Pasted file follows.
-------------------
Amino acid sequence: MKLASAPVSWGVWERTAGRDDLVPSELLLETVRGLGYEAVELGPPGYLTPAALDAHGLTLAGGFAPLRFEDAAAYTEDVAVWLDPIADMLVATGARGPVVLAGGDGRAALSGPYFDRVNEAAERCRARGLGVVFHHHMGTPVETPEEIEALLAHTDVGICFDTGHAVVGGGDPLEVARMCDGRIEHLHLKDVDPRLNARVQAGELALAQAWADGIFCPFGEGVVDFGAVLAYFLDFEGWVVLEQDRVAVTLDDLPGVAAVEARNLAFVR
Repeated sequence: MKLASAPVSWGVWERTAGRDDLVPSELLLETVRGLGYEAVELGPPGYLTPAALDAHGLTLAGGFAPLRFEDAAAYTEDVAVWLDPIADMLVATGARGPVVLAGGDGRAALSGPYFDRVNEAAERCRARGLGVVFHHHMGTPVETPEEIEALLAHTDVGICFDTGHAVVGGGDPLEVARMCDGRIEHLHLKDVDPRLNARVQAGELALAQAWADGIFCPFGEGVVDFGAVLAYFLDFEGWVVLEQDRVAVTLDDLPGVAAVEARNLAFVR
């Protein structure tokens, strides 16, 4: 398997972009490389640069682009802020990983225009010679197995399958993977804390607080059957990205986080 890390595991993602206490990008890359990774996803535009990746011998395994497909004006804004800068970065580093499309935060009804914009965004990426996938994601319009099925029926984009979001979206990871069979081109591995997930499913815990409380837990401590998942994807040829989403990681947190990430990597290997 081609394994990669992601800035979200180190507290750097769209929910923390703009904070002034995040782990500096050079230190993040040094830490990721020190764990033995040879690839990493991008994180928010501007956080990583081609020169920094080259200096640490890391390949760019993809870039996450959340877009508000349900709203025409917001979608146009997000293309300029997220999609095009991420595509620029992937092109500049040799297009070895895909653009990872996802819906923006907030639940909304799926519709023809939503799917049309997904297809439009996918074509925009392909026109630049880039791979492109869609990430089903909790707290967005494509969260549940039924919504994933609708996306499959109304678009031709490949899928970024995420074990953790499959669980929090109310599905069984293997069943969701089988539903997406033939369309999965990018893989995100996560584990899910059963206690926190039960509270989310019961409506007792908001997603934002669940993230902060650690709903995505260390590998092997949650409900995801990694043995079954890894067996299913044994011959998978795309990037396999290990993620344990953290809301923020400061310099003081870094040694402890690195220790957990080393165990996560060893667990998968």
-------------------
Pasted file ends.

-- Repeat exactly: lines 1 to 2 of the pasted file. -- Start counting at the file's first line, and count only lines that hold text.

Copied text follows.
Amino acid sequence: MKLASAPVSWGVWERTAGRDDLVPSELLLETVRGLGYEAVELGPPGYLTPAALDAHGLTLAGGFAPLRFEDAAAYTEDVAVWLDPIADMLVATGARGPVVLAGGDGRAALSGPYFDRVNEAAERCRARGLGVVFHHHMGTPVETPEEIEALLAHTDVGICFDTGHAVVGGGDPLEVARMCDGRIEHLHLKDVDPRLNARVQAGELALAQAWADGIFCPFGEGVVDFGAVLAYFLDFEGWVVLEQDRVAVTLDDLPGVAAVEARNLAFVR
Repeated sequence: MKLASAPVSWGVWERTAGRDDLVPSELLLETVRGLGYEAVELGPPGYLTPAALDAHGLTLAGGFAPLRFEDAAAYTEDVAVWLDPIADMLVATGARGPVVLAGGDGRAALSGPYFDRVNEAAERCRARGLGVVFHHHMGTPVETPEEIEALLAHTDVGICFDTGHAVVGGGDPLEVARMCDGRIEHLHLKDVDPRLNARVQAGELALAQAWADGIFCPFGEGVVDFGAVLAYFLDFEGWVVLEQDRVAVTLDDLPGVAAVEARNLAFVR